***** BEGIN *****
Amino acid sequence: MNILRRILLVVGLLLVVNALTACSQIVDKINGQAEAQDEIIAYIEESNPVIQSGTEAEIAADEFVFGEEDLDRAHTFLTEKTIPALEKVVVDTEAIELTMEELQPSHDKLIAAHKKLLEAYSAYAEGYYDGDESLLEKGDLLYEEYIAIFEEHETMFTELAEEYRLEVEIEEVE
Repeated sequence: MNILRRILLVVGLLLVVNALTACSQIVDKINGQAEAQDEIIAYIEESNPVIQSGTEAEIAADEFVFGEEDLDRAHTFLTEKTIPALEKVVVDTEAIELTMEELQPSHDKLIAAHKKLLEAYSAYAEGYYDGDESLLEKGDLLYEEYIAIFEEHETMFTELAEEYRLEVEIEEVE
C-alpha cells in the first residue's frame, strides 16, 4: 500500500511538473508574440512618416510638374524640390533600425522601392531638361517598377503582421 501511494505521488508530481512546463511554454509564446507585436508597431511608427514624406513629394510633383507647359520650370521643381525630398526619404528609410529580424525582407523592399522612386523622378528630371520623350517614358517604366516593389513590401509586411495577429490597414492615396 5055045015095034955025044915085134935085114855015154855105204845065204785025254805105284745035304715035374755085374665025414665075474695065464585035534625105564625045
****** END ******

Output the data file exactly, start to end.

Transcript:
Amino acid sequence: MNILRRILLVVGLLLVVNALTACSQIVDKINGQAEAQDEIIAYIEESNPVIQSGTEAEIAADEFVFGEEDLDRAHTFLTEKTIPALEKVVVDTEAIELTMEELQPSHDKLIAAHKKLLEAYSAYAEGYYDGDESLLEKGDLLYEEYIAIFEEHETMFTELAEEYRLEVEIEEVE
Repeated sequence: MNILRRILLVVGLLLVVNALTACSQIVDKINGQAEAQDEIIAYIEESNPVIQSGTEAEIAADEFVFGEEDLDRAHTFLTEKTIPALEKVVVDTEAIELTMEELQPSHDKLIAAHKKLLEAYSAYAEGYYDGDESLLEKGDLLYEEYIAIFEEHETMFTELAEEYRLEVEIEEVE
C-alpha cells in the first residue's frame, strides 16, 4: 500500500511538473508574440512618416510638374524640390533600425522601392531638361517598377503582421 501511494505521488508530481512546463511554454509564446507585436508597431511608427514624406513629394510633383507647359520650370521643381525630398526619404528609410529580424525582407523592399522612386523622378528630371520623350517614358517604366516593389513590401509586411495577429490597414492615396 5055045015095034955025044915085134935085114855015154855105204845065204785025254805105284745035304715035374755085374665025414665075474695065464585035534625105564625045